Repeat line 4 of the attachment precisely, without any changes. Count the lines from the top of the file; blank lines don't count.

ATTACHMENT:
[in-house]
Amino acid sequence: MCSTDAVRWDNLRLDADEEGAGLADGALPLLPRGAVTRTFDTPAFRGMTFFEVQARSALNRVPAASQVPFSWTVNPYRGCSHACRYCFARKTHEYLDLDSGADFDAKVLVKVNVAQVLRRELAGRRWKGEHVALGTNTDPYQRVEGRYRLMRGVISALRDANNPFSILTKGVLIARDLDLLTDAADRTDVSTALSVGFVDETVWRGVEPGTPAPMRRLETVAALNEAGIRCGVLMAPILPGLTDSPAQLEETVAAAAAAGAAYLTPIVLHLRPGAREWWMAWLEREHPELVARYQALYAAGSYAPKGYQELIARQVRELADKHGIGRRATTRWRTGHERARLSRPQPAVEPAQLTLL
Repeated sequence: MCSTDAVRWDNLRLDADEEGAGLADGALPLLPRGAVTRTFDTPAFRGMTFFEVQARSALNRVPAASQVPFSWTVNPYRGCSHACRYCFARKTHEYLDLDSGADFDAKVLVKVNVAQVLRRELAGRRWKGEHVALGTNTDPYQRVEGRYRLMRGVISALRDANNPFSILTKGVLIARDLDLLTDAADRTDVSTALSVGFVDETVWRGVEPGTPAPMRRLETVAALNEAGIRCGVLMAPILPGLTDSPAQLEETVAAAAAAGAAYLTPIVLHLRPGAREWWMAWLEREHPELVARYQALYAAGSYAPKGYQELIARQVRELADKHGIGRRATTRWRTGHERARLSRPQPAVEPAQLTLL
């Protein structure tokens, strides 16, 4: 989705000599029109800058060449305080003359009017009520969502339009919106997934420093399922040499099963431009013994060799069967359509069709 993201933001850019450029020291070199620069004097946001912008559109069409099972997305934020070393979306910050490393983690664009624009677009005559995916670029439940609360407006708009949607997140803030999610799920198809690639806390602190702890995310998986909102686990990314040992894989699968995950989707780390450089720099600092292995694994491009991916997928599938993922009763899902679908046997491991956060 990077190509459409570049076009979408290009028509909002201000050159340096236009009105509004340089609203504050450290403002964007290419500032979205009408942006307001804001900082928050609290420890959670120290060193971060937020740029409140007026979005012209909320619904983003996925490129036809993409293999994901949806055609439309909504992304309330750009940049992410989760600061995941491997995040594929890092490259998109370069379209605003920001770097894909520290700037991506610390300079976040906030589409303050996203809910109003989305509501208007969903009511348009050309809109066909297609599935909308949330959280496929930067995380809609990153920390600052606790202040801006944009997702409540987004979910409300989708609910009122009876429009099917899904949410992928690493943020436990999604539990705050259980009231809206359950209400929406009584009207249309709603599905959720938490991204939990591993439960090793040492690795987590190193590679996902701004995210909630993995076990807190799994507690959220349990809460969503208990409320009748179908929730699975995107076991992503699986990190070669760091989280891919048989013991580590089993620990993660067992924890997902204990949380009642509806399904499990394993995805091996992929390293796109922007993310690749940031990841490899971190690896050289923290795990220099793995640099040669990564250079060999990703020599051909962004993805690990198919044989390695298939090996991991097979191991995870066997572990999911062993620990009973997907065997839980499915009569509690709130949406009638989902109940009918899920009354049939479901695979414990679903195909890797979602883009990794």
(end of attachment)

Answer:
């Protein structure tokens, strides 16, 4: 989705000599029109800058060449305080003359009017009520969502339009919106997934420093399922040499099963431009013994060799069967359509069709 993201933001850019450029020291070199620069004097946001912008559109069409099972997305934020070393979306910050490393983690664009624009677009005559995916670029439940609360407006708009949607997140803030999610799920198809690639806390602190702890995310998986909102686990990314040992894989699968995950989707780390450089720099600092292995694994491009991916997928599938993922009763899902679908046997491991956060 990077190509459409570049076009979408290009028509909002201000050159340096236009009105509004340089609203504050450290403002964007290419500032979205009408942006307001804001900082928050609290420890959670120290060193971060937020740029409140007026979005012209909320619904983003996925490129036809993409293999994901949806055609439309909504992304309330750009940049992410989760600061995941491997995040594929890092490259998109370069379209605003920001770097894909520290700037991506610390300079976040906030589409303050996203809910109003989305509501208007969903009511348009050309809109066909297609599935909308949330959280496929930067995380809609990153920390600052606790202040801006944009997702409540987004979910409300989708609910009122009876429009099917899904949410992928690493943020436990999604539990705050259980009231809206359950209400929406009584009207249309709603599905959720938490991204939990591993439960090793040492690795987590190193590679996902701004995210909630993995076990807190799994507690959220349990809460969503208990409320009748179908929730699975995107076991992503699986990190070669760091989280891919048989013991580590089993620990993660067992924890997902204990949380009642509806399904499990394993995805091996992929390293796109922007993310690749940031990841490899971190690896050289923290795990220099793995640099040669990564250079060999990703020599051909962004993805690990198919044989390695298939090996991991097979191991995870066997572990999911062993620990009973997907065997839980499915009569509690709130949406009638989902109940009918899920009354049939479901695979414990679903195909890797979602883009990794």